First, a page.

Poliovirus likely spreading in London, repeatedly detected in sewage

A vaccine-derived version of poliovirus has repeatedly surfaced in London sewage over the past several months, suggesting there may be a cryptic or hidden spread among some unvaccinated people, UK health officials announced Wednesday.

No polio cases have been reported so far, nor any identified cases of paralysis. But sewage sampling in one London treatment plant has repeatedly detected closely related vaccine-derived polioviruses between February and May.

This suggests “it is likely there has been some spread between closely-linked individuals in North and East London and that they are now shedding the type 2 poliovirus strain in their feces,” the UK Health Security Agency (UKHSA) said

Though the current situation raises alarm, the agency notes that it’s otherwise common to see a small number of vaccine-like polioviruses pop up in sewage from time to time, usually from people who have recently been vaccinated out of the country.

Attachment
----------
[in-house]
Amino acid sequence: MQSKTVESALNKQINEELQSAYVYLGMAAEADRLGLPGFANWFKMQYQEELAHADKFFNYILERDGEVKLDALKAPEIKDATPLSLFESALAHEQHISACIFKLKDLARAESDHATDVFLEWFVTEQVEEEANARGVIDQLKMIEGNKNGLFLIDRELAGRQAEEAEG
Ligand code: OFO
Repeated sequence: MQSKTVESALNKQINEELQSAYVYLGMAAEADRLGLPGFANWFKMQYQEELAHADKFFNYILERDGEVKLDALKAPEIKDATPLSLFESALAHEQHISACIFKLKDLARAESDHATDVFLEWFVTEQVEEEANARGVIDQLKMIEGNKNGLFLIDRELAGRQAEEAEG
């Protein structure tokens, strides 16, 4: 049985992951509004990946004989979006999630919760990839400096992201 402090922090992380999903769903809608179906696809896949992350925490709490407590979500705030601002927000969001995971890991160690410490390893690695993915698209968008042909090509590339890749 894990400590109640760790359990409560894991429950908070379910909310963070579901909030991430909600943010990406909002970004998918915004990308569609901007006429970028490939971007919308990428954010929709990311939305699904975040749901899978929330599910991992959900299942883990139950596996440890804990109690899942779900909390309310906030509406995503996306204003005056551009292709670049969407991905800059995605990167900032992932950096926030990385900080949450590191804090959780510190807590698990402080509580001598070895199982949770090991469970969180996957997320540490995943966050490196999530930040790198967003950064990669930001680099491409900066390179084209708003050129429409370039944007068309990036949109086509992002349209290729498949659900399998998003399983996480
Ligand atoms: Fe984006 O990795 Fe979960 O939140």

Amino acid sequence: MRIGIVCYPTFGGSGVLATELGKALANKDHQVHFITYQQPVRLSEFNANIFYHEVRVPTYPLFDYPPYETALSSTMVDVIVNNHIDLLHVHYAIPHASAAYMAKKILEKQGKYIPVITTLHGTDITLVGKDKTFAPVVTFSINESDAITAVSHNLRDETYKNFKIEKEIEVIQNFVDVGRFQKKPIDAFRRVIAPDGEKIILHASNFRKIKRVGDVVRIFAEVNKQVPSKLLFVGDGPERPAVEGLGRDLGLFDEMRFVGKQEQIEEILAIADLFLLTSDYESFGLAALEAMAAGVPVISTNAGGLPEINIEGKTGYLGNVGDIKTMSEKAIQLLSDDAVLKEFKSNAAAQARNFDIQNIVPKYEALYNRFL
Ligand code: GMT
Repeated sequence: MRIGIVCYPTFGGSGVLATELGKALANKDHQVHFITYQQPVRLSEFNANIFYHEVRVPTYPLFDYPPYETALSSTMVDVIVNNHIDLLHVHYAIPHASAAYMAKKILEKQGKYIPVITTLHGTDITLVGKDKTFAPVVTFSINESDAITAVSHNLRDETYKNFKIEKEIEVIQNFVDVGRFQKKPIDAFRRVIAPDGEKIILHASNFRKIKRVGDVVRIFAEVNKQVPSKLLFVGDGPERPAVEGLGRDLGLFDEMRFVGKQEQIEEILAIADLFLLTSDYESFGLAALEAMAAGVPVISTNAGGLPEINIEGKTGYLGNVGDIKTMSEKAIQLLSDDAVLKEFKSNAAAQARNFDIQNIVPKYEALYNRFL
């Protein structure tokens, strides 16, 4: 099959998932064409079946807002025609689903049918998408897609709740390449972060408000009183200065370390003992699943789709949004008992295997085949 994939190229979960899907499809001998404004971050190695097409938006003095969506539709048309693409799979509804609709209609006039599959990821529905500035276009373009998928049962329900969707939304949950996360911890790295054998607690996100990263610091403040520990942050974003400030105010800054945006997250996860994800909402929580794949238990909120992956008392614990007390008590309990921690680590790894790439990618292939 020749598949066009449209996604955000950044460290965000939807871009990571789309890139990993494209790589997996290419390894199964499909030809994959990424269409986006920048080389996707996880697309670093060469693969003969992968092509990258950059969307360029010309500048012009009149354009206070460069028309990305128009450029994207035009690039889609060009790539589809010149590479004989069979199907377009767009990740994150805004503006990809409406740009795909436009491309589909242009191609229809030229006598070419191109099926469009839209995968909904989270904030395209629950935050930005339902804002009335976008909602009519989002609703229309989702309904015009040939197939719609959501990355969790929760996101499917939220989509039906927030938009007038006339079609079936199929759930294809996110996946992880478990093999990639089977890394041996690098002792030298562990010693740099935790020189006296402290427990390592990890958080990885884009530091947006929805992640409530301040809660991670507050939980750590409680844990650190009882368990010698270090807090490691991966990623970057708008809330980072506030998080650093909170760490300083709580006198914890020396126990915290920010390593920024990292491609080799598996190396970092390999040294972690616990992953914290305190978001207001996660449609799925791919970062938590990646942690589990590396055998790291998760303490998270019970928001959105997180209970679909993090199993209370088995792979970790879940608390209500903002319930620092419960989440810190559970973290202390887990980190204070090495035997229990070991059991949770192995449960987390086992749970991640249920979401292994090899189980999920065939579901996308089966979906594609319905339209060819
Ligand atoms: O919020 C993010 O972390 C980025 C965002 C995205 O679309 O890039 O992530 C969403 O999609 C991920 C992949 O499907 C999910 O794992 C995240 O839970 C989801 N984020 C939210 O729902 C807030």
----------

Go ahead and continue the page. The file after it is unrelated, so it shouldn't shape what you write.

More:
This is because many countries use oral polio vaccines that include weakened (attenuated) polioviruses, which can still replicate in the intestines and thus be present in stool. They can also spread to others via poor hygiene and sanitation.

Most people infected with poliovirus have no symptoms, but about a quarter will develop a flu-like illness that clears on its own, according to the Centers for Disease Control and Prevention. In a smaller proportion—estimated to be between 1- to 5-in-1,000—the virus attacks the central nervous system, leading to more severe symptoms, including tingling in legs and arms, meningitis, and paralysis.

The CDC estimates that about 1-in-200 people infected with poliovirus will develop paralysis. And about 2 percent to 10 percent of people with paralytic polio will die because the paralysis will affect their ability to breathe.